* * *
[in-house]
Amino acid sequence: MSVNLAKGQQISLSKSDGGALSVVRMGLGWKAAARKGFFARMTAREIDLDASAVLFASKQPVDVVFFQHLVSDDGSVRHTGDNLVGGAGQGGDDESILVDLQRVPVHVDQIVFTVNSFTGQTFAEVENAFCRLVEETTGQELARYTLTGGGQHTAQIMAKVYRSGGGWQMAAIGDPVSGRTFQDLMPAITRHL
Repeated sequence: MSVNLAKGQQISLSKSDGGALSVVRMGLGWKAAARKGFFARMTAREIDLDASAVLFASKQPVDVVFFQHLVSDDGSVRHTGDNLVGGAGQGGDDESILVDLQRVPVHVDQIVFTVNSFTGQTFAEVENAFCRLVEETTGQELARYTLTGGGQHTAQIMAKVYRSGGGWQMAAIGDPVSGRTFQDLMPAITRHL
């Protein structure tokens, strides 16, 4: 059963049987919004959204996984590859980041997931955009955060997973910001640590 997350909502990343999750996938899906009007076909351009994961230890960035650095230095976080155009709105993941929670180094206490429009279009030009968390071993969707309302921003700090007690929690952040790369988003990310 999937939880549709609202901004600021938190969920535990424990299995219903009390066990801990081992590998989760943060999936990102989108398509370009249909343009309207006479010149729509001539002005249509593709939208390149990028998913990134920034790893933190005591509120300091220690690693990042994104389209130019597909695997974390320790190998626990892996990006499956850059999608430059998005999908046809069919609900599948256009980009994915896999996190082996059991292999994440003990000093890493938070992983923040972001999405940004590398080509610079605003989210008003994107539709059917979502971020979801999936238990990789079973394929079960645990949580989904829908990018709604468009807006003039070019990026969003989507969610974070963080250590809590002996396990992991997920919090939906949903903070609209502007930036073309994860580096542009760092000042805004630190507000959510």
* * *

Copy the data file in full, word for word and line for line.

[in-house]
Amino acid sequence: MSVNLAKGQQISLSKSDGGALSVVRMGLGWKAAARKGFFARMTAREIDLDASAVLFASKQPVDVVFFQHLVSDDGSVRHTGDNLVGGAGQGGDDESILVDLQRVPVHVDQIVFTVNSFTGQTFAEVENAFCRLVEETTGQELARYTLTGGGQHTAQIMAKVYRSGGGWQMAAIGDPVSGRTFQDLMPAITRHL
Repeated sequence: MSVNLAKGQQISLSKSDGGALSVVRMGLGWKAAARKGFFARMTAREIDLDASAVLFASKQPVDVVFFQHLVSDDGSVRHTGDNLVGGAGQGGDDESILVDLQRVPVHVDQIVFTVNSFTGQTFAEVENAFCRLVEETTGQELARYTLTGGGQHTAQIMAKVYRSGGGWQMAAIGDPVSGRTFQDLMPAITRHL
């Protein structure tokens, strides 16, 4: 059963049987919004959204996984590859980041997931955009955060997973910001640590 997350909502990343999750996938899906009007076909351009994961230890960035650095230095976080155009709105993941929670180094206490429009279009030009968390071993969707309302921003700090007690929690952040790369988003990310 999937939880549709609202901004600021938190969920535990424990299995219903009390066990801990081992590998989760943060999936990102989108398509370009249909343009309207006479010149729509001539002005249509593709939208390149990028998913990134920034790893933190005591509120300091220690690693990042994104389209130019597909695997974390320790190998626990892996990006499956850059999608430059998005999908046809069919609900599948256009980009994915896999996190082996059991292999994440003990000093890493938070992983923040972001999405940004590398080509610079605003989210008003994107539709059917979502971020979801999936238990990789079973394929079960645990949580989904829908990018709604468009807006003039070019990026969003989507969610974070963080250590809590002996396990992991997920919090939906949903903070609209502007930036073309994860580096542009760092000042805004630190507000959510």